ATLANTA - Although we had lots of rain over the weekend, we are expecting it to be very hot and humid during the AJC Peachtree Road Race tomorrow, July 4. Temperatures for the race are projected to start off in the 70's and end in the 80's. There is a 30% chance of rainfall later on in the afternoon, so maybe bring a rain poncho to your after-race-BBQ? The coolest starting temperatures on race day was 62 degrees in 1986 and 1989. The warmest was 80 degrees in 1970 and 1991.
ATLANTA - Although we had lots of rain over the weekend, we are expecting it to be very hot and humid during the AJC Peachtree Road Race tomorrow, July 4. Temperatures for the race are projected to start off in the 70's and end in the 80's. There is a 30% chance of rainfall later on in the afternoon, so maybe bring a rain poncho to your after-race-BBQ?
If you have outdoor plans for Father's Day you'll want to have some indoor alternatives. Similar to Saturday, expect showers and storms to develop in the afternoon. While most of the active weather will hold off until the afternoon, there could be a few stray showers around in the morning. Not only is Sunday Father's Day, it is also the last weekend day of Spring. Summer officially arrives on Wednesday. However, temperatures already feel very summer-like and Sunday will be no exception.
Muck Rack makes it simple to find people, tweets, or articles that mention any name, keyword, company, hashtag etc. We've compiled this guide to help you make the most of your search.
Selecting a term
Start searching tweets, articles from media outlets, articles mentioned in tweets, journalists'
names, titles and bios with some suggested searches:
Companies or Topics (e.g. iPhone, Microsoft)
Phrases (e.g. "cloud computing") — use quotes to keep the terms together
Twitter handles (e.g. @username) — returns those who have mentioned or replied to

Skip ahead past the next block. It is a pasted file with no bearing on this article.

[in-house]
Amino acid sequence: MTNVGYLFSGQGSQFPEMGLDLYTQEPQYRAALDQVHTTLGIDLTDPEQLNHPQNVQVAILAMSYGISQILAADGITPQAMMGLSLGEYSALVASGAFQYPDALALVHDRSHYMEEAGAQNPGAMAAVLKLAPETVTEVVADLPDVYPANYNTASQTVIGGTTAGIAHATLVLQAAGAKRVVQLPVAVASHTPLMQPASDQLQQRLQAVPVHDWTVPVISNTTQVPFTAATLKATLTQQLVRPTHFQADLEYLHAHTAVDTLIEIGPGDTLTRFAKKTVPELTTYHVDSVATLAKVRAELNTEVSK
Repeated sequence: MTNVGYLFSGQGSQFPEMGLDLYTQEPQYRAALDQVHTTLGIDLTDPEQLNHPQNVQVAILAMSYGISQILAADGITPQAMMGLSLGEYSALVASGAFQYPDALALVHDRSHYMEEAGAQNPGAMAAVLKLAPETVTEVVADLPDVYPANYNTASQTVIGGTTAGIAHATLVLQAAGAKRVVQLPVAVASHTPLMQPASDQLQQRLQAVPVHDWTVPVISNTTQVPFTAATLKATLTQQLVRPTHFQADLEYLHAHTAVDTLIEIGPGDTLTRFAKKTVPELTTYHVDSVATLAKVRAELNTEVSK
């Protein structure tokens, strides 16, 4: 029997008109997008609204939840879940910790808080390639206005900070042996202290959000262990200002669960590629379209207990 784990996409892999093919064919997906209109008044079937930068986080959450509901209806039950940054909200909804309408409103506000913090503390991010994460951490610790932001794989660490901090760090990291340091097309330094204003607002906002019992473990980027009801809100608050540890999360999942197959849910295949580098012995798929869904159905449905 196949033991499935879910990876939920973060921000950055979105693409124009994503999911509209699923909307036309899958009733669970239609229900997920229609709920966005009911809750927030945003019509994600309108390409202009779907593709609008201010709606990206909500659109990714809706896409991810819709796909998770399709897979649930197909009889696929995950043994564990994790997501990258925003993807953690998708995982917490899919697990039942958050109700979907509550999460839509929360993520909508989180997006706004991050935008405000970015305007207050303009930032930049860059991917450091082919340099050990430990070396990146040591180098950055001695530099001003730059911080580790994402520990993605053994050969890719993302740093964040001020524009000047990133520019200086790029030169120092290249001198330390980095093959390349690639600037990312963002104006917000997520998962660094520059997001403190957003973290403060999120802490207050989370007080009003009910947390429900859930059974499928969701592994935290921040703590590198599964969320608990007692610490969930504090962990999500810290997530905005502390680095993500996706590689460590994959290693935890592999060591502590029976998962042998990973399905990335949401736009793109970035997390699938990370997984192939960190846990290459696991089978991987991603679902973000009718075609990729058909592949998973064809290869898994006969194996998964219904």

Names (e.g. "David Pogue")
Hashtags (e.g. #sxsw, #london2012)
Bio details (e.g. vegan, Olympics, father)
Muck Rack's Advanced Search allows for many boolean operators.
Find results that mention multiple specified terms, use AND or
+. For example, ensure each result contains both Elon Musk and Mark Zuckerberg by
searching Obama AND Romney or Obama + Romney.
Use the operators OR or , to broaden your search when you'd like either of
multiple terms to appear in results. (This is the default behavior of our search when no operators
are used.) For example, search for democrat OR republican to find results that refer to
Democrats and/or Republicans.
Use NOT or - to subtract results from your search. For
example, searching Disney will yield results about the Walt Disney Company as well as Walt Disney
World Resort. To exclude mentions of Disney World, search for Disney -World or Disney
When using one of these operators with a phrase, enclose it in quotation marks. For example, you can
find results about smartphones excluding Apple's iPhone 4S by searching smartphone -"iPhone
Exact case matching or punctuation
If you're searching for a brand name or keyword that relies on specific punctuation marks or capitalization, you can
find results that match your exact query by adding matchcase: before the keyword you're searching for, like matchcase:E*TRADE .
Use parentheses to separate multiple
boolean phrases. For example, to find journalists talking about having fun in Disney World or
Disneyland, search for ("disney world" OR disneyland) AND fun.
An asterisk can be used to search for any variation of a root word truncated by the asterisk. For example, searching for admin* will return results for administrator, administration, administer, administered, etc.
A near operator is an AND operator where you can control the distance between the words. You can vary the distance the near operation uses by adding a forward slash and number (between 0-99) such as strawberries NEAR/10 "whipped cream", which means the strawberries must exist within 10 words of "whipped cream".